Then I made some designs with 14 gauge fine silver that I can use in my wire-wrapping projects.


I experimented with fusing silver onto silver, rather than silver against silver. Here is some bezel wire with small triangles fused onto it (will look better once I add a patina).



And here are some bead caps I made using sterling silver disks and fusing fine silver on top of the disks. These also will look better with LOS.



Since those were sterling, I had to pickle them after I fused them, but wow… got a shock when I reached for the lid to my little crockpot with the pickle in it.



Yes, I have kind of a thing (massive fear) of stinging insects.

The last photo is another necklace I will be listing in a bit. It’s fused fine silver heart (25x22mm).



The rest of the pieces will be used for patina experiments. Stay tuned…

5 comments:

  1. I was just surfing, looking for fusing information and found your blog...I really appreciate you relating your actual experience and showing the results. So many tutorials from pro's out there, and not enough from real people. thanks!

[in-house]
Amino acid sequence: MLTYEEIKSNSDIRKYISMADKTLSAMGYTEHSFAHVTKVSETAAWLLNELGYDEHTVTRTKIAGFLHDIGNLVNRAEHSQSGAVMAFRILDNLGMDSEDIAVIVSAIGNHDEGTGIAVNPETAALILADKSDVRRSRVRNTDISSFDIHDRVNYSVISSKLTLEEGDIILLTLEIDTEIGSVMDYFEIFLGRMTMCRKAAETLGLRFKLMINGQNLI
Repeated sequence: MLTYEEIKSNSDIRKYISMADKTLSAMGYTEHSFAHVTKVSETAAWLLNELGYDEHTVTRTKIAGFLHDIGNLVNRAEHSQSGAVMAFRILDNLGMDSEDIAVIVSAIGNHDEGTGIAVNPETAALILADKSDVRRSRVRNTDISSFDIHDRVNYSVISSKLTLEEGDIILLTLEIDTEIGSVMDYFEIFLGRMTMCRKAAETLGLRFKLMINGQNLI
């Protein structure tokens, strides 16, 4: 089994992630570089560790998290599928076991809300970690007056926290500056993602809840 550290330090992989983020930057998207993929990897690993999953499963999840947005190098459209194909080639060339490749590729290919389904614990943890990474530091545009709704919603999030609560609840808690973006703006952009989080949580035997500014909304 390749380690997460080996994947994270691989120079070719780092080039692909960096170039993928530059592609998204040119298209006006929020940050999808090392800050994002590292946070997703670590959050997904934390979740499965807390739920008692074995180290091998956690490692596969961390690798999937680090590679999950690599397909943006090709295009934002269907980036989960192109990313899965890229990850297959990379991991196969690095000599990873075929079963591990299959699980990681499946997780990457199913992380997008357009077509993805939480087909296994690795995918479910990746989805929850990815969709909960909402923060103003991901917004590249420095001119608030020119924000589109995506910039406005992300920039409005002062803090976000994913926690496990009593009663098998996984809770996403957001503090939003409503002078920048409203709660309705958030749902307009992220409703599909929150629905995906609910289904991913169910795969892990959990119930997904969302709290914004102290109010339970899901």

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  2. Enjoyed, thanks for sharing. Just happened upon while looking for info to fuse fine silver to sterling. No where do you mention flux so I guess it is not needed, which was what I was wondering.

    Thanks, Linda

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  3. Very informative,...thanks for sharing!

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  4. Im new to fusing. That said, i am having difficulty fusing bezels. The seam is smooth and flush. Instead of the seam fusing, the corner starts to fuse first, then it melts rather than the whole seam fusing. I do keep the flame moving as well. What am i doing wrong?

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  5. Hello, I am just starting fusing and I have some argentium silver prong settings around 2mm and fine silver wire. I know both will fuse to themselves, but will they fuse with eachother? if you have an answer you can email me at krexroat1989@gmail.com